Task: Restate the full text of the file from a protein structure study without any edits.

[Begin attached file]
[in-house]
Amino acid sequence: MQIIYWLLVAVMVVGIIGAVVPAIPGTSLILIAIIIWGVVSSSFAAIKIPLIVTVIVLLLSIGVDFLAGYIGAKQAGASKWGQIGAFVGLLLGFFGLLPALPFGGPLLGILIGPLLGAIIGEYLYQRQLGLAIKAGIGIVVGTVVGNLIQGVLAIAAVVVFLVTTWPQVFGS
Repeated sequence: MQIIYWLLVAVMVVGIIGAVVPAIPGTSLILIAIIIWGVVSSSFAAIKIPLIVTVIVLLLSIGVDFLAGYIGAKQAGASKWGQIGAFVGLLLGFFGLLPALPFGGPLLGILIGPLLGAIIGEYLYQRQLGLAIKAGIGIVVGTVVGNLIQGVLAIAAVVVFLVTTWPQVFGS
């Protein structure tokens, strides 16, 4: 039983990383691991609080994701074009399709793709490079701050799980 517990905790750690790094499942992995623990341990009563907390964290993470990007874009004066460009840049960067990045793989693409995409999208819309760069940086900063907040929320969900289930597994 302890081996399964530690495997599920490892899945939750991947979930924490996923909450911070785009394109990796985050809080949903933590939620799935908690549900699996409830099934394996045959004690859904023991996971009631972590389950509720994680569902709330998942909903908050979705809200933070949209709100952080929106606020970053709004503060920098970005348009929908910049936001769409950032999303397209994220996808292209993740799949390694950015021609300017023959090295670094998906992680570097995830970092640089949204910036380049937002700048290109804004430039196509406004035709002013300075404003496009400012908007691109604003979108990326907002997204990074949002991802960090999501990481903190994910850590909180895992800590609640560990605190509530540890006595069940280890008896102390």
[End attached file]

[in-house]
Amino acid sequence: MQIIYWLLVAVMVVGIIGAVVPAIPGTSLILIAIIIWGVVSSSFAAIKIPLIVTVIVLLLSIGVDFLAGYIGAKQAGASKWGQIGAFVGLLLGFFGLLPALPFGGPLLGILIGPLLGAIIGEYLYQRQLGLAIKAGIGIVVGTVVGNLIQGVLAIAAVVVFLVTTWPQVFGS
Repeated sequence: MQIIYWLLVAVMVVGIIGAVVPAIPGTSLILIAIIIWGVVSSSFAAIKIPLIVTVIVLLLSIGVDFLAGYIGAKQAGASKWGQIGAFVGLLLGFFGLLPALPFGGPLLGILIGPLLGAIIGEYLYQRQLGLAIKAGIGIVVGTVVGNLIQGVLAIAAVVVFLVTTWPQVFGS
């Protein structure tokens, strides 16, 4: 039983990383691991609080994701074009399709793709490079701050799980 517990905790750690790094499942992995623990341990009563907390964290993470990007874009004066460009840049960067990045793989693409995409999208819309760069940086900063907040929320969900289930597994 302890081996399964530690495997599920490892899945939750991947979930924490996923909450911070785009394109990796985050809080949903933590939620799935908690549900699996409830099934394996045959004690859904023991996971009631972590389950509720994680569902709330998942909903908050979705809200933070949209709100952080929106606020970053709004503060920098970005348009929908910049936001769409950032999303397209994220996808292209993740799949390694950015021609300017023959090295670094998906992680570097995830970092640089949204910036380049937002700048290109804004430039196509406004035709002013300075404003496009400012908007691109604003979108990326907002997204990074949002991802960090999501990481903190994910850590909180895992800590609640560990605190509530540890006595069940280890008896102390």